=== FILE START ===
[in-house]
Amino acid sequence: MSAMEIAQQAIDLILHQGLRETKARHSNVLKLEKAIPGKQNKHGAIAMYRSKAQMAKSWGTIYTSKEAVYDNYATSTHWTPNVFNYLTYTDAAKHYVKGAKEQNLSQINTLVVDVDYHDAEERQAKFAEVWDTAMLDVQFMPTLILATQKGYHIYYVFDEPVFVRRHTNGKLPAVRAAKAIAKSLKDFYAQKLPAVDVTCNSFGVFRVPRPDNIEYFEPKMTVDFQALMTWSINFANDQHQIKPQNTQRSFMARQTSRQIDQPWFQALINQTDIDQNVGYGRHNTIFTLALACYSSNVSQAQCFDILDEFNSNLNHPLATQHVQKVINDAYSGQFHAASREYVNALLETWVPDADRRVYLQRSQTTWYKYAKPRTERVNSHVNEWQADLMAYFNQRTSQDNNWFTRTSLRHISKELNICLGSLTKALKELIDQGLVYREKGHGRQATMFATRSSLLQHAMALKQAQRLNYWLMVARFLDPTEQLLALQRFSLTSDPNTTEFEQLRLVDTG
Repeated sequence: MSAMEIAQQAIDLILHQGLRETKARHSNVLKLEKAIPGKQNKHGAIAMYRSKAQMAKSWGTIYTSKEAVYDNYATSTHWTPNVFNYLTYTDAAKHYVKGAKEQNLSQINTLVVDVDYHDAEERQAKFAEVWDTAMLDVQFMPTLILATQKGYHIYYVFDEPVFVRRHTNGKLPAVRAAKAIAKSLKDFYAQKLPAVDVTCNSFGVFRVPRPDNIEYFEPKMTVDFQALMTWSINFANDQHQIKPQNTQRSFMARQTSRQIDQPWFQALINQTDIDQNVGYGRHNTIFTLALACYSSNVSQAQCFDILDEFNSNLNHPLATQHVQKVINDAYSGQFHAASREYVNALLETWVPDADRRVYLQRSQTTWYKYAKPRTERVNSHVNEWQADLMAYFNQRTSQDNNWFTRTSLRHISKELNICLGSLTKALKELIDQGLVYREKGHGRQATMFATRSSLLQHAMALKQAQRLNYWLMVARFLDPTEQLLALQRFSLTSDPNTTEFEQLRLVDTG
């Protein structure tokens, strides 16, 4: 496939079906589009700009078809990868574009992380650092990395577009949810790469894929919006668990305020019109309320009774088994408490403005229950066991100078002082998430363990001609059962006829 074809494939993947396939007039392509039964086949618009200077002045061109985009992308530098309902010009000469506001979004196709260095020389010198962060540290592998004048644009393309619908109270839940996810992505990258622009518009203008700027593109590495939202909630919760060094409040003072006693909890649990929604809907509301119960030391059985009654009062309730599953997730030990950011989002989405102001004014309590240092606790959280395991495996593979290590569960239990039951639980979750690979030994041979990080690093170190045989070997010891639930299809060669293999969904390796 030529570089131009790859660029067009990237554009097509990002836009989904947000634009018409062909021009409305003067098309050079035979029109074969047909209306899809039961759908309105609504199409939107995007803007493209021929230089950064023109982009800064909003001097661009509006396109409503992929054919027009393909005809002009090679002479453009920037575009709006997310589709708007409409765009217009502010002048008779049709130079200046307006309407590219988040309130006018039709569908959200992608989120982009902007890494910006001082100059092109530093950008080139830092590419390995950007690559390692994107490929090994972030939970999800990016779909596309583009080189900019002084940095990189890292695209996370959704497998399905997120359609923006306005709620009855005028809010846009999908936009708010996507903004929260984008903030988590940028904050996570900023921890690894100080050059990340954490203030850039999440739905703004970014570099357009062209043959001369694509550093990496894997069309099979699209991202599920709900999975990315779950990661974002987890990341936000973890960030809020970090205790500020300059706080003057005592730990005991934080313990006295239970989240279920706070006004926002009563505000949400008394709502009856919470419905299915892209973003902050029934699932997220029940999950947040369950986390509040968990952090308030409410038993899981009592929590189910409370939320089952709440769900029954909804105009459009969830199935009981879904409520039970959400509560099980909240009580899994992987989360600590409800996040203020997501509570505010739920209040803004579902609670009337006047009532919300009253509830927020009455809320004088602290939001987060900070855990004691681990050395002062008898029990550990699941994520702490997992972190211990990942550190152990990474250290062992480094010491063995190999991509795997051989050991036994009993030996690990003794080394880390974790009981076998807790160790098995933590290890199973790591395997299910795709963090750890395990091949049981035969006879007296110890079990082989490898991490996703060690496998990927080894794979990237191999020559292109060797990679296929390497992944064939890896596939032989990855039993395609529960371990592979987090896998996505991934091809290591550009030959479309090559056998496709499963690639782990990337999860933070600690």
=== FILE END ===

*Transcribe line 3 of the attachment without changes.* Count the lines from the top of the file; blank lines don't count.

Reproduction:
Repeated sequence: MSAMEIAQQAIDLILHQGLRETKARHSNVLKLEKAIPGKQNKHGAIAMYRSKAQMAKSWGTIYTSKEAVYDNYATSTHWTPNVFNYLTYTDAAKHYVKGAKEQNLSQINTLVVDVDYHDAEERQAKFAEVWDTAMLDVQFMPTLILATQKGYHIYYVFDEPVFVRRHTNGKLPAVRAAKAIAKSLKDFYAQKLPAVDVTCNSFGVFRVPRPDNIEYFEPKMTVDFQALMTWSINFANDQHQIKPQNTQRSFMARQTSRQIDQPWFQALINQTDIDQNVGYGRHNTIFTLALACYSSNVSQAQCFDILDEFNSNLNHPLATQHVQKVINDAYSGQFHAASREYVNALLETWVPDADRRVYLQRSQTTWYKYAKPRTERVNSHVNEWQADLMAYFNQRTSQDNNWFTRTSLRHISKELNICLGSLTKALKELIDQGLVYREKGHGRQATMFATRSSLLQHAMALKQAQRLNYWLMVARFLDPTEQLLALQRFSLTSDPNTTEFEQLRLVDTG